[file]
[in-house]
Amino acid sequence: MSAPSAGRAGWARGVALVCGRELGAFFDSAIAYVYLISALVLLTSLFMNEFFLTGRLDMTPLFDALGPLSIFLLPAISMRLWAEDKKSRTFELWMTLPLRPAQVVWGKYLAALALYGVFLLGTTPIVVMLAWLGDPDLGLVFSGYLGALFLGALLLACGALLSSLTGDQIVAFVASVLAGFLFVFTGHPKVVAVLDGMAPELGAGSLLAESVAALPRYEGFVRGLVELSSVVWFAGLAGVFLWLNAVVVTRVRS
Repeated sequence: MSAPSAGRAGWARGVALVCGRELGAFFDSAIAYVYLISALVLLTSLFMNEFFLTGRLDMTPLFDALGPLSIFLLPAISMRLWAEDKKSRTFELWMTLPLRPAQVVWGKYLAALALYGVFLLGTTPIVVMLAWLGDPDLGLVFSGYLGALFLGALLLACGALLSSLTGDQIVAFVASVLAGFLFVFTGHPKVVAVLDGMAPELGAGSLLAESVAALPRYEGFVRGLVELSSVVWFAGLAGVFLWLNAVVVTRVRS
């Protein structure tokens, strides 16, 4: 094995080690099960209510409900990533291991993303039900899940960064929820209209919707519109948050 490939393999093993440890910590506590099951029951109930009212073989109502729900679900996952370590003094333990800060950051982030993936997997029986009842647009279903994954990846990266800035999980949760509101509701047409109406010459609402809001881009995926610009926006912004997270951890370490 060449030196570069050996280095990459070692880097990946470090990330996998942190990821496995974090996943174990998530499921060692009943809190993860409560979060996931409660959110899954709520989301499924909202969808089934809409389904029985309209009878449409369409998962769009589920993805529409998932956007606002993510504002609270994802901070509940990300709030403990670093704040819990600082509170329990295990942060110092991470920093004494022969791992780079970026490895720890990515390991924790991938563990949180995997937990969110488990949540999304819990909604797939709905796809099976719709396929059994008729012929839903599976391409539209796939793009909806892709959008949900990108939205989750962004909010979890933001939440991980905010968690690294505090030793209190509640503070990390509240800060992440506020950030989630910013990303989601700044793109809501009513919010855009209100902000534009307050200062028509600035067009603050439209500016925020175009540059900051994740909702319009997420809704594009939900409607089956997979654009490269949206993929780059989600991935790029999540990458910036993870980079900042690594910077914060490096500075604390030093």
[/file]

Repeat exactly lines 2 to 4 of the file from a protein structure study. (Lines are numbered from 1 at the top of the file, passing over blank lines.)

Amino acid sequence: MSAPSAGRAGWARGVALVCGRELGAFFDSAIAYVYLISALVLLTSLFMNEFFLTGRLDMTPLFDALGPLSIFLLPAISMRLWAEDKKSRTFELWMTLPLRPAQVVWGKYLAALALYGVFLLGTTPIVVMLAWLGDPDLGLVFSGYLGALFLGALLLACGALLSSLTGDQIVAFVASVLAGFLFVFTGHPKVVAVLDGMAPELGAGSLLAESVAALPRYEGFVRGLVELSSVVWFAGLAGVFLWLNAVVVTRVRS
Repeated sequence: MSAPSAGRAGWARGVALVCGRELGAFFDSAIAYVYLISALVLLTSLFMNEFFLTGRLDMTPLFDALGPLSIFLLPAISMRLWAEDKKSRTFELWMTLPLRPAQVVWGKYLAALALYGVFLLGTTPIVVMLAWLGDPDLGLVFSGYLGALFLGALLLACGALLSSLTGDQIVAFVASVLAGFLFVFTGHPKVVAVLDGMAPELGAGSLLAESVAALPRYEGFVRGLVELSSVVWFAGLAGVFLWLNAVVVTRVRS
């Protein structure tokens, strides 16, 4: 094995080690099960209510409900990533291991993303039900899940960064929820209209919707519109948050 490939393999093993440890910590506590099951029951109930009212073989109502729900679900996952370590003094333990800060950051982030993936997997029986009842647009279903994954990846990266800035999980949760509101509701047409109406010459609402809001881009995926610009926006912004997270951890370490 060449030196570069050996280095990459070692880097990946470090990330996998942190990821496995974090996943174990998530499921060692009943809190993860409560979060996931409660959110899954709520989301499924909202969808089934809409389904029985309209009878449409369409998962769009589920993805529409998932956007606002993510504002609270994802901070509940990300709030403990670093704040819990600082509170329990295990942060110092991470920093004494022969791992780079970026490895720890990515390991924790991938563990949180995997937990969110488990949540999304819990909604797939709905796809099976719709396929059994008729012929839903599976391409539209796939793009909806892709959008949900990108939205989750962004909010979890933001939440991980905010968690690294505090030793209190509640503070990390509240800060992440506020950030989630910013990303989601700044793109809501009513919010855009209100902000534009307050200062028509600035067009603050439209500016925020175009540059900051994740909702319009997420809704594009939900409607089956997979654009490269949206993929780059989600991935790029999540990458910036993870980079900042690594910077914060490096500075604390030093």